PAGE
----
Wednesday, May 22, 2013
By TOM ATWELL
Beer is becoming a more local product all the time.
Jeff Therrien checks his plants’ progress at Rock Island Hop Farm.
Douglas and Jeff Therrien started Rock Island Hop Farm two years ago on their parents' 10-acre property in Springvale, and they are already selling all of the hops they can produce.
Hops are the aromatic or spicy parts of beer. German purity laws say that beer can be made only with water, malt, hops and yeast, and although many beers include other ingredients, the hops are essential.
American hops traditionally come from Oregon and Washington, and the Therriens have been getting their seedlings from Willamette Valley Hops in Oregon.
But with many Maine brewers putting out beer with all-Maine ingredients, there is a market for local hops.
"We got into this because we are beer nuts," Jeff told me when I dropped in to visit the hop farm last week. "We are just crazy about beer, especially IPAs."
Growing hops just seemed like a natural extension of the Therriens' love of beer, especially since they had all the land available at the home where they grew up.
Doug lives in Waterboro, while Jeff lives a mile away from the farm in Springvale, and both are third-generation employees at Central Tire in Sanford. They tend the hop farm either before or after going to their full-time jobs.
Hops are vines, and they like to grow tall. By using recycled utility poles and more than 1,000 feet (and counting) of 5/16th-inch steel cable, they have planted about 500 plants of different varieties.
The Therriens have a friend who works for a utility company in the Kennebunks, and when old poles are available, they get a call. They cut the poles into 20-foot lengths and put them 4 feet into the ground, giving the hops 16 feet of growing height -- although some plants have reached the top and started going sideways.
The hop farm has a truck with a stand on the rear, so when they have to work 16 feet up on the top cable, one person can be on the rear of the truck while the other drives slowly between the rows.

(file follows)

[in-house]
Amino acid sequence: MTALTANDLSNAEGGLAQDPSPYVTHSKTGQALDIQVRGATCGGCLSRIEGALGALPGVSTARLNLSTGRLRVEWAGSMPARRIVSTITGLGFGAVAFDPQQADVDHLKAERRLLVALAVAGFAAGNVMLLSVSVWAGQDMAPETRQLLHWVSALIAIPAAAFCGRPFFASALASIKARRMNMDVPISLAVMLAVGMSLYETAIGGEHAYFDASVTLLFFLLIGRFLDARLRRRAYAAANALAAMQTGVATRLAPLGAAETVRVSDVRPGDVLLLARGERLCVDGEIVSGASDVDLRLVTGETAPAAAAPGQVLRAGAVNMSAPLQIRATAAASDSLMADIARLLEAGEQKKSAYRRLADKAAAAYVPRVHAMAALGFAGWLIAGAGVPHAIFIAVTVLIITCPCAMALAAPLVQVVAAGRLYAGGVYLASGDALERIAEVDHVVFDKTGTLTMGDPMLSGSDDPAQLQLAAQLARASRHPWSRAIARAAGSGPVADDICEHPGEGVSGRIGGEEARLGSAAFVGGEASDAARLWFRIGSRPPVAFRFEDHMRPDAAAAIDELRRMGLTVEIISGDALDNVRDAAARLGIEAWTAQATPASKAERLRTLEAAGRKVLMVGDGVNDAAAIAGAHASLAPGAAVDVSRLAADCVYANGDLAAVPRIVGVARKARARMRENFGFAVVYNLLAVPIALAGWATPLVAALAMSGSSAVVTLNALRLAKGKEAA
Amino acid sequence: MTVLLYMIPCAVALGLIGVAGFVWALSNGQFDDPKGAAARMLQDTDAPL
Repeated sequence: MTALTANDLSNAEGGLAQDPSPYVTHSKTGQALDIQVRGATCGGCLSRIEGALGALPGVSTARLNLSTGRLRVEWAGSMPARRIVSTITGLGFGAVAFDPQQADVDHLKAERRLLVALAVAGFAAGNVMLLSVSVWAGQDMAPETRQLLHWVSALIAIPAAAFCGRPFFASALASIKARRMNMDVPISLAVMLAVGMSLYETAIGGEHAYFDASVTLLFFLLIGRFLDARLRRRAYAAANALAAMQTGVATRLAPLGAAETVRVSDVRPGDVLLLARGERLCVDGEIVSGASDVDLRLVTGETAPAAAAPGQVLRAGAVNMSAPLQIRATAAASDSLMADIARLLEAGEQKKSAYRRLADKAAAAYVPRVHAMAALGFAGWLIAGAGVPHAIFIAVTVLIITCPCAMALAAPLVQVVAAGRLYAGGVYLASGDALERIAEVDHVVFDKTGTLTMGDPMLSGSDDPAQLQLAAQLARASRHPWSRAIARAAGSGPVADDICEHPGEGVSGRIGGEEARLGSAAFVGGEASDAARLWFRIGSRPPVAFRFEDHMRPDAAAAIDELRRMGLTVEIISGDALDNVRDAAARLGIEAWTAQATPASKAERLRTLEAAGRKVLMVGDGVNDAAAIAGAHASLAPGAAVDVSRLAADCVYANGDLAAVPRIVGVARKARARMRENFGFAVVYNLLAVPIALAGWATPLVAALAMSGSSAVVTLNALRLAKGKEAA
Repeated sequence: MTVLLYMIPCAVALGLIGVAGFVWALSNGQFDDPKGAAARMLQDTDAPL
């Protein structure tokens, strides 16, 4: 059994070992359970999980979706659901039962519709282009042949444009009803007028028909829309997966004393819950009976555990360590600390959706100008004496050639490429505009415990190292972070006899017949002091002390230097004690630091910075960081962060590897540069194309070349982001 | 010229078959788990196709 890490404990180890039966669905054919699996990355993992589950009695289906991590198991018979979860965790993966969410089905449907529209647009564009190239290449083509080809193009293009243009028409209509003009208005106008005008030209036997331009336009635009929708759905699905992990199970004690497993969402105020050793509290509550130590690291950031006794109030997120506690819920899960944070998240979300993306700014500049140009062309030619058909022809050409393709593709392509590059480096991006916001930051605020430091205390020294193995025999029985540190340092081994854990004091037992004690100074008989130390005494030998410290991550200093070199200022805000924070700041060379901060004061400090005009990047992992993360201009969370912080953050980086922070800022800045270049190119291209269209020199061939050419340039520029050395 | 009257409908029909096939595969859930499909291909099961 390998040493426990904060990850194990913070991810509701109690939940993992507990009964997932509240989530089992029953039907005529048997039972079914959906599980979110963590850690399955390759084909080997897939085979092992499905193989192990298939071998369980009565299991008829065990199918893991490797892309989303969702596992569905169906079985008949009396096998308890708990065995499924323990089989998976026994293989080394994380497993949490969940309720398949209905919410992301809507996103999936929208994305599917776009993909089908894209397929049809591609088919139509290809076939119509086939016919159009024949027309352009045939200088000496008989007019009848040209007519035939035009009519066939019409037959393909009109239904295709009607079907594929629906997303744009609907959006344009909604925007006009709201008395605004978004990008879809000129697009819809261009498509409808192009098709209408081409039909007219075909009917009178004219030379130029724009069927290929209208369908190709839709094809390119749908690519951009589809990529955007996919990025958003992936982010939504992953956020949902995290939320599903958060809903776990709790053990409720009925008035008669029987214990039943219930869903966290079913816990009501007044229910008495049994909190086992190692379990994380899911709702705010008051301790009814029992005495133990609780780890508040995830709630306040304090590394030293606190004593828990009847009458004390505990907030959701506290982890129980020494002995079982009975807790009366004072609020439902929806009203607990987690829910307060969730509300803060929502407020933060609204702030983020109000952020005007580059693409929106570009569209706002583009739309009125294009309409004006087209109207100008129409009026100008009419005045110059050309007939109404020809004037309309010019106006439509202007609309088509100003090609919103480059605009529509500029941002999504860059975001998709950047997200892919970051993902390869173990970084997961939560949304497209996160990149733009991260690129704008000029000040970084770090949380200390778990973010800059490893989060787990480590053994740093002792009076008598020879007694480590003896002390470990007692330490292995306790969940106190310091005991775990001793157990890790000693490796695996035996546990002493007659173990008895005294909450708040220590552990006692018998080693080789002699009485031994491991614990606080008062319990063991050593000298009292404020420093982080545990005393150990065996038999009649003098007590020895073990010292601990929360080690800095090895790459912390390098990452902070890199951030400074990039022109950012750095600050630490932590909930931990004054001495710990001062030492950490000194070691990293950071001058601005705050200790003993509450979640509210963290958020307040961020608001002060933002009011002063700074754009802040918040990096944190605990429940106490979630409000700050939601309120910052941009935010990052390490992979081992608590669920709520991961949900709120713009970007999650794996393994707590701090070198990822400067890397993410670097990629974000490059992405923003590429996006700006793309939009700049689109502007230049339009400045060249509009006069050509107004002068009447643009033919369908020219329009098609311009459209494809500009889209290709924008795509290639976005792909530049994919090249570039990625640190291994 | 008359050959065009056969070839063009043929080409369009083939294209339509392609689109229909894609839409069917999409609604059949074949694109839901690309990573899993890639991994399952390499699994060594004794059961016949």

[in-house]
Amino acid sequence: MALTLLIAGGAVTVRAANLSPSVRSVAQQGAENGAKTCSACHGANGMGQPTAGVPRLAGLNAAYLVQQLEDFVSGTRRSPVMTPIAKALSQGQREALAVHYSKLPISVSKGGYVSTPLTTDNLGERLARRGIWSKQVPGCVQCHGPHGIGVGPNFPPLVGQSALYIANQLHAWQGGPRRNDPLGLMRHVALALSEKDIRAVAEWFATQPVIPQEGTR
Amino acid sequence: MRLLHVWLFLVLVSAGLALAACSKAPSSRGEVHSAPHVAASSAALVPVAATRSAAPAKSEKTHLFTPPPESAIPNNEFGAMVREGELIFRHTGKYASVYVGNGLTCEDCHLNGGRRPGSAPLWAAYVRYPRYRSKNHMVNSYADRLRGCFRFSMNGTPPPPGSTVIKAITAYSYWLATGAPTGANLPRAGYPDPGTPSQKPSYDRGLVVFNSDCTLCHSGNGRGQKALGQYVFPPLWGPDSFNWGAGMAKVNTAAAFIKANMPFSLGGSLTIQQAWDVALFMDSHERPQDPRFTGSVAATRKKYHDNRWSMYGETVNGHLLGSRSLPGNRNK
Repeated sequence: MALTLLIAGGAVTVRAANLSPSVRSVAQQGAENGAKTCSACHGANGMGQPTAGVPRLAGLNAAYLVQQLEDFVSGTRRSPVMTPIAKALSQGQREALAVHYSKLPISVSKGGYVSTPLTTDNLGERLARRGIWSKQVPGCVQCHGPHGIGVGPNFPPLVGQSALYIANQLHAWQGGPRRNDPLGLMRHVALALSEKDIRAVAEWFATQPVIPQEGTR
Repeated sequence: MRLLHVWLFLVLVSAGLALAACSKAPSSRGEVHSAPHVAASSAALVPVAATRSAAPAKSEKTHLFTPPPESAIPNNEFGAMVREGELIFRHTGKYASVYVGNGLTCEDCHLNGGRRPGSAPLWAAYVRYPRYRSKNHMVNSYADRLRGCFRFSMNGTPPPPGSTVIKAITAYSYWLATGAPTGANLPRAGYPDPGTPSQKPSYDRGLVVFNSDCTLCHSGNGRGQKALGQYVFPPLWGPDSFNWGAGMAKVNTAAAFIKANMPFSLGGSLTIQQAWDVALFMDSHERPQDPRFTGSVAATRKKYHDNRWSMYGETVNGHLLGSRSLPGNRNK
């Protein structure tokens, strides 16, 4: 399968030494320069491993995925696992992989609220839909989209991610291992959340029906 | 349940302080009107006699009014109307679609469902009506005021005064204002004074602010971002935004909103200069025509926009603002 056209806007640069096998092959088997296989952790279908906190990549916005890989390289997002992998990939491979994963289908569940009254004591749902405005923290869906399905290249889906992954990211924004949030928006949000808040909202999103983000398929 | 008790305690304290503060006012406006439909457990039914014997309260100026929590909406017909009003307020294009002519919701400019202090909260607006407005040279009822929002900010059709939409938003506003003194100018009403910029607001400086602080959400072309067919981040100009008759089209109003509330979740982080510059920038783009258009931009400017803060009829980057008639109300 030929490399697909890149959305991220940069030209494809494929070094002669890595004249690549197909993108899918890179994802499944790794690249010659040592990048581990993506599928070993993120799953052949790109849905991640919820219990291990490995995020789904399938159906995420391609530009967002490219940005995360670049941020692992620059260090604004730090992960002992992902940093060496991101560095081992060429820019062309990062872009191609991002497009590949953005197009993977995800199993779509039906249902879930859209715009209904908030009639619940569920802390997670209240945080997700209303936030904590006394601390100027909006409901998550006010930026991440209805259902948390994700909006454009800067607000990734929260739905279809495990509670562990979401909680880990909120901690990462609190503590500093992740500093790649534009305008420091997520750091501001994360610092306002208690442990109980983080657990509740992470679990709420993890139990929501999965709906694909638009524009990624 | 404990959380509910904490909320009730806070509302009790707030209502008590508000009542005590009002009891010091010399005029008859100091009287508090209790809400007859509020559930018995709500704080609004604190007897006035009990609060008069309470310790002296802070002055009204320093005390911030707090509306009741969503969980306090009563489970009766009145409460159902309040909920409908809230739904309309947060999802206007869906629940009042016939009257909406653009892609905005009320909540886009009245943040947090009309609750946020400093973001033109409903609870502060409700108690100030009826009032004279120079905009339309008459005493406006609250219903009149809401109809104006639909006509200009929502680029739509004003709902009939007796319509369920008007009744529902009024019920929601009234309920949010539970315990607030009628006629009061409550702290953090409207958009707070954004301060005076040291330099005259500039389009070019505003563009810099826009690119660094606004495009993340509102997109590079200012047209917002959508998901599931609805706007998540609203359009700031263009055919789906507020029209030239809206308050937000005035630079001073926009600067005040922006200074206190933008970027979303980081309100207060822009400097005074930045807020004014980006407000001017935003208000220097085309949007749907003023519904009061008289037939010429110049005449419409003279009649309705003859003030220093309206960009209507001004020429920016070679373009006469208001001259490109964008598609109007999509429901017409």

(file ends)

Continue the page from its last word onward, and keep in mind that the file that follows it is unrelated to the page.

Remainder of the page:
When a hop plant takes root, a rope is strung from the cable and attached to the ground next to the plant. At harvest time, the lines are cut at the top, allowed to fall, and cut into lengths so the actual picking of the hops can be done inside.
Doug Therrien said all of the farm's Cascade hops have been promised to Kai Adams for Sebago Brewing Co.'s Local Harvest Ale, a beer that I look forward to every year. They have also been selling a lot of Centennial hops to Chresten Sorenson of Bunker Brewing in Portland.
Jon Cadoux of Peak Organic Brewing Co. has come down to help with some of the harvesting, and has expressed an interest in the product.
Jeff Therrien said they have received some requests for Saaz, a traditional hop for Pilsener, but they are not sure they can get the seedlings. They are hoping to plant some next year.
All of the Therriens' hops have been used as wet, fresh hops and put into the beer shortly after being picked. Most beers use dried hops, or hop pellets, but fresh, wet hops provide a floral flavor and aroma that can add a lot to a local beer.
Rock Island is not an organic hop farm. Before even thinking about it, Jeff Therrien said, they used granular fertilizer on the hops when they first planted them. And they said the fertilizer did give the plants a great boost.
In addition, a few weeks ago the hop plants were covered by a swarm of Japanese beetles, and they used a pesticide to deal with them.
Rock Island is not the only hop farm in Maine. Several others have been in business longer, and Sebago has even gotten some of its hops for Local Harvest from home gardeners.
But with more people wanting to go local with their food and drink, Rock Island has plans to expand, and there likely will be more Maine hop farms in the future.
For those wondering how the Rock Island name is appropriate in landlocked Springvale, the Therriens have an answer.
The property has been used in agriculture for decades, for both crops and as a dairy farm. And there is one area in the middle of the field where the farmers put the rocks that they wanted to get out of the way.
That is the Rock Island.
Tom Atwell is a freelance writer living in Cape Elizabeth. He can be contacted at 767-2297 or at: